'In those days saw I in Judah some treading wine presses on the sabbath, and bringing in sheaves, and lading asses; as also wine, grapes, and figs, and all manner of burdens, which they brought into Jerusalem on the sabbath day: and I testified against them in the day wherein they sold victuals.16. There dwelt men of Tyre also therein, which brought fish, and all manner of ware, and sold on the sabbath unto the children of Judah, and in Jerusalem.17. Then I contended with the nobles of Judah, and said unto them, What evil thing is this that ye do, and profane the sabbath day? 18. Did not your fathers thus, and did not our God bring all this evil upon us, and upon this city? yet ye bring more wrath upon Israel by profaning the sabbath, 19. And it came to pass, that when the gates of Jerusalem began to be dark before the sabbath, I commanded that the gates should be shut, and charged that they should not be opened till after the sabbath: and some of my servants set I at the gates, that there should no burden be brought in on the sabbath day.20. So the merchants and sellers of all kind of ware lodged without Jerusalem once or twice.21. Then I testified against them, and said unto them, Why lodge ye about the wall? if ye do so again, I will lay hands on you. From that time forth came they no more on the sabbath.22. And I commanded the Levites that they should cleanse themselves, and that they should come and keep the gates, to sanctify the sabbath day. Remember me, O my God, concerning this also, and spare me according to the greatness of Thy mercy.' -- NEH. xiii.15-22.
Many religious and moral reformations depend for their vitality on one man, and droop if his influence be withdrawn. It was so with Nehemiah's work. He toiled for twelve years in Jerusalem, and then returned for 'certain days' to the king at Babylon. The length of his absence is not given; but it was long enough to let much of his work be undone, and to give him much trouble to restore it to the condition in which he had left it. This last chapter of his book is but a sad close for a record which began with such high hope, and tells of such strenuous, self-sacrificing effort. The last page of many a reformer's history has been, like Nehemiah's, a sad account of efforts to stem the ebbing tide of enthusiasm and the flowing tide of worldliness. The heavy stone is rolled a little way up hill, and, as soon as one strong hand is withdrawn, down it tumbles again to its old place. The evanescence of great men's work makes much of the tragedy of history.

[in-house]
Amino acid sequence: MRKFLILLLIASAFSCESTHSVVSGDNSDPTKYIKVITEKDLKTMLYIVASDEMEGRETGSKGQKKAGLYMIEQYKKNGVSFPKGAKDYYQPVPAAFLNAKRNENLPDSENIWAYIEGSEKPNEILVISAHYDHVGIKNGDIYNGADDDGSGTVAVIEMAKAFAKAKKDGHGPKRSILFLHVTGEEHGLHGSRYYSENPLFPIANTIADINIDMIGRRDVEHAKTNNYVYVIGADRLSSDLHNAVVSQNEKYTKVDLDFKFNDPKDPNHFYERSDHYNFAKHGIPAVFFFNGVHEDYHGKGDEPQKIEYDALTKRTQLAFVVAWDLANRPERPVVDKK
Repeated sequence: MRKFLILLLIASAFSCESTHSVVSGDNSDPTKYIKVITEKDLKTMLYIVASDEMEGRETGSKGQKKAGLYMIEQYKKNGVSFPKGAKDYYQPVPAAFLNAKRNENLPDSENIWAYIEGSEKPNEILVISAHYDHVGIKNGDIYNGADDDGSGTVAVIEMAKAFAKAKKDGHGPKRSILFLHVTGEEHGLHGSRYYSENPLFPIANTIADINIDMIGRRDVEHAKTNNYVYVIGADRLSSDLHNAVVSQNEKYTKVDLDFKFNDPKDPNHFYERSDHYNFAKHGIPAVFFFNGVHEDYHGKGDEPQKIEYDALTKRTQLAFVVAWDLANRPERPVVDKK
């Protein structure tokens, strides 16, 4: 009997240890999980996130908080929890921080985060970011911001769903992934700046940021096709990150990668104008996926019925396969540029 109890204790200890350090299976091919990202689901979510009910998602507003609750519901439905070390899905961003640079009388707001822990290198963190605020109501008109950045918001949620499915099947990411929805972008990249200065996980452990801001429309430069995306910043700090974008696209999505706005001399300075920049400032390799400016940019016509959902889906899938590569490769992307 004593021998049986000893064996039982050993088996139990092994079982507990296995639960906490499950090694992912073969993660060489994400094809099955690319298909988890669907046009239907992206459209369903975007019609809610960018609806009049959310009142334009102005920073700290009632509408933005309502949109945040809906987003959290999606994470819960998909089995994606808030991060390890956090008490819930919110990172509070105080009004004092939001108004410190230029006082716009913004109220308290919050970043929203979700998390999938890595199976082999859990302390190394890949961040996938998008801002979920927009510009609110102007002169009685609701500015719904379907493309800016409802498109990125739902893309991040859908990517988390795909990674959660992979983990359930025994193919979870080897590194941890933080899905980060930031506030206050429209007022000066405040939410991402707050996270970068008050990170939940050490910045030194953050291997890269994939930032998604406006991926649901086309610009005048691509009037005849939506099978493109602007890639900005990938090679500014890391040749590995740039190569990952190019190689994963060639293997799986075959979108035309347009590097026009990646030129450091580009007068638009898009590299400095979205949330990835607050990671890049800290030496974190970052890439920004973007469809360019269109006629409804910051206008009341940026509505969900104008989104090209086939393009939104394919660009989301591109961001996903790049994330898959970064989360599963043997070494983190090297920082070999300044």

Our passage is particularly concerned with Nehemiah's efforts to enforce Sabbath observance. The rest of the chapter is occupied with similar efforts to set right other irregularities of a ceremonial character, such as the exclusion of Gentiles from the Temple, the exaction of the 'portions of the Levites,' and the like. The passage falls into three parts -- the abuse (vs.15, 16), the vigorous remedies (vs.17-22), and the prayer (v.22).
I. The abuse consisted in Sabbath work and trading. Nehemiah found, on his return, that the people 'in Judaea' -- that is, in the country districts -- carried on their farm labour and also brought their produce to market to Jerusalem on the Sabbath. So he 'testified against them in the day wherein they sold victuals'; that is, probably meaning that he warned them either in person or by messengers before taking further steps. Not only did Jews break the sacred day, but they let heathen do so too. The narrative tells, with a kind of horror, the many aggravations of this piece of wickedness. 'They' -- Gentiles with whom contact defiled -- 'sold on the Sabbath' -- the day of rest -- 'to the children of Judah' -- God's people -- 'in Jerusalem' -- the Holy City. It was a many-barrelled crime. Tyre was far from Jerusalem, and one does not see how fish could have been brought in good condition. Perhaps their perishableness was the excuse for allowing their sale on the Sabbath, as is sometimes the case in fishing-villages even in Sabbath-keeping Scotland. Such was the abuse with which Nehemiah struggled.